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Arjan van Dijk, Safety Delta Nederland’s program director: 'You don't want a photo opportunity but a film'

By 2030, the Dutch (petro)chemical industry must be the safest in the world. And with that, in seven years, this industry will have an internationally recognized top position in the field of development and implementation of safety concepts for handling hazardous substances. In a nutshell, the ambition that the relatively new safety organization Safety Delta Nederland has set for itself. Program director Arjan van Dijk explains.


A leader's behavior determines the safety culture at a site."

Arjan van DijkProgram Director Safety Delta Nederland


‘Safety Delta Nederland (SDN) stems from the Sustainable Safety 2030 program concluded in 2020,’ Van Dijk says. SDN rests on two pillars: a knowledge center and an innovation center. 'Within the knowledge center, we want to collect and make accessible all the basic knowledge that exists at companies that fall under the BRZO legislation. That knowledge is now widely distributed among hundreds of companies, industry associations, policy makers, knowledge institutions, regulators and consultants. Within the innovation center, we show what developments are taking place in the Netherlands and bring together partners and their research and innovation needs. The center initiates new research programs and helps find funding for new safety concepts. Innovation is a major driving force to increase safety.'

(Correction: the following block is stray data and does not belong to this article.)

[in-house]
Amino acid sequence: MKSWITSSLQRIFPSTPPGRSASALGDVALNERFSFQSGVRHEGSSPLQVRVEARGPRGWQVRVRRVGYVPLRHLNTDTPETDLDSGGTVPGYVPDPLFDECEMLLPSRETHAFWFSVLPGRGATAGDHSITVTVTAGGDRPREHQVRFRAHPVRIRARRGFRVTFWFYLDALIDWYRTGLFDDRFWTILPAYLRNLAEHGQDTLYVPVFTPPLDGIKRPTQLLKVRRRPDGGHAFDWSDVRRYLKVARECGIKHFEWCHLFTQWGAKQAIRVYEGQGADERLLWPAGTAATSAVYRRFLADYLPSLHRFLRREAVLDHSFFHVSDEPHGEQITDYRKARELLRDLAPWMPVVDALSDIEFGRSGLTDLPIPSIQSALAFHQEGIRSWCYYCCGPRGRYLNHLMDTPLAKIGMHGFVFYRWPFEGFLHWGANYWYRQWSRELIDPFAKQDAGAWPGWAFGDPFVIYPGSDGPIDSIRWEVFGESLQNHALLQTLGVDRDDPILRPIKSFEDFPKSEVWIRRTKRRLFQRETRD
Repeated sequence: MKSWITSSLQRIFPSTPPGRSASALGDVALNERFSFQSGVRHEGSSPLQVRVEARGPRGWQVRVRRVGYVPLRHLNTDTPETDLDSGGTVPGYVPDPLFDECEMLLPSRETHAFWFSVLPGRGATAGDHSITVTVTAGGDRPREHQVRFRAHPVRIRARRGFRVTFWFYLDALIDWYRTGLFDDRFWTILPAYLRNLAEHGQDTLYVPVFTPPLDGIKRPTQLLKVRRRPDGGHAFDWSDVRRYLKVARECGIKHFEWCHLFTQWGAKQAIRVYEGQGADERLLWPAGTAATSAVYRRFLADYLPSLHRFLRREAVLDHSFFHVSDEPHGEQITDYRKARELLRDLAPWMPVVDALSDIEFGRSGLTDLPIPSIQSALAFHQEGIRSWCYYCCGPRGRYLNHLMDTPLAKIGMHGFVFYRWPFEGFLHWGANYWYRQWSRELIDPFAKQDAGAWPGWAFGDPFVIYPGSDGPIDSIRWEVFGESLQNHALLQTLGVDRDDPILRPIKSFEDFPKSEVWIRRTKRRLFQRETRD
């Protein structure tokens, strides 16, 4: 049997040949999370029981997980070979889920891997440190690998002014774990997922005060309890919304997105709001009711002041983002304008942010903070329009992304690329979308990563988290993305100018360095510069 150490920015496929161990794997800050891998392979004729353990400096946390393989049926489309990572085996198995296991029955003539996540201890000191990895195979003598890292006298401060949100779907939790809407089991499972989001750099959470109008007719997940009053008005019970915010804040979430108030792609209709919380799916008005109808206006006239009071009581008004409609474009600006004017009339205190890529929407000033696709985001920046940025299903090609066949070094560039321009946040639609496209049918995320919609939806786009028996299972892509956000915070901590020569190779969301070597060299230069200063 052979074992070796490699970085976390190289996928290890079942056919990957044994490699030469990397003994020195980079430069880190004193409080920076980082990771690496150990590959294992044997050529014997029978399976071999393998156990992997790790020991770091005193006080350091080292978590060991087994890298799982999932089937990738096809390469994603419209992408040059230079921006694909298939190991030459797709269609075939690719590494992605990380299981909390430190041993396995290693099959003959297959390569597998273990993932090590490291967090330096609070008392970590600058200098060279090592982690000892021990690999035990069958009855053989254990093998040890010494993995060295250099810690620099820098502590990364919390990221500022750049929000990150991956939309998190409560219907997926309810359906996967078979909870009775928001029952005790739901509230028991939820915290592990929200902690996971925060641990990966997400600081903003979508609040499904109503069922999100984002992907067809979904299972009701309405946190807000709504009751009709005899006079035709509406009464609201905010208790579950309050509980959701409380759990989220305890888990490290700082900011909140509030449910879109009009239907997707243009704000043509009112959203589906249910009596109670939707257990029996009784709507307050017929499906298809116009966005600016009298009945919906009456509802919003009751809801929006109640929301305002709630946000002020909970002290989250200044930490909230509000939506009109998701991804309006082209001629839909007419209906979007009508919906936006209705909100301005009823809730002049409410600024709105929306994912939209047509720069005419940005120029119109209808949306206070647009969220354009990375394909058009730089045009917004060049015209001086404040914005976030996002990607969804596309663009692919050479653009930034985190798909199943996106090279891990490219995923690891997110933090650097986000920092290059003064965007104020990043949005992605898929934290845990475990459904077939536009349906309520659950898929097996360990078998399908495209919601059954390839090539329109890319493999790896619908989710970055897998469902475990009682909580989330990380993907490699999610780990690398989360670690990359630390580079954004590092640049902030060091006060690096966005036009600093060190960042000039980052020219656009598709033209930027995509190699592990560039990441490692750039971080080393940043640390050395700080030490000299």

Reduce accident frequency

What is the actual safety record of Dutch BRZO companies? 'Compared to other industrial sectors, it is quite good,' Van Dijk knows. 'Yet we have two or three BRZO incidents a year in the Netherlands. These are accidents involving people or leaks in installations that have to be reported to the European government. We have to reduce that frequency. We have an awful lot of knowledge to improve safety, but it is scattered and often needs interpretation.' SDN therefore stands for finding, connecting and innovating in safety. 'We connect the people who work on safety every day with colleagues, experts and the latest reliable knowledge through a (digital) community.'


Ingrained patterns

SDN does this based on four themes, Van Dijk explains. 'The first theme is risk control assurance. In other words, make sure you have the risks mapped out, that you know what your control measures are and that they work. The second concerns safety culture and leadership. A leader's behavior largely determines a site's safety culture. If a leader cleans up litter en passant during a round, that action sends a certain message. If a leader indicates that things can be condoned, that becomes the norm. There is an unwritten law in the industry: if there are a lot of safety issues, it's time to replace the boss. Because safety is also about breaking ingrained patterns.'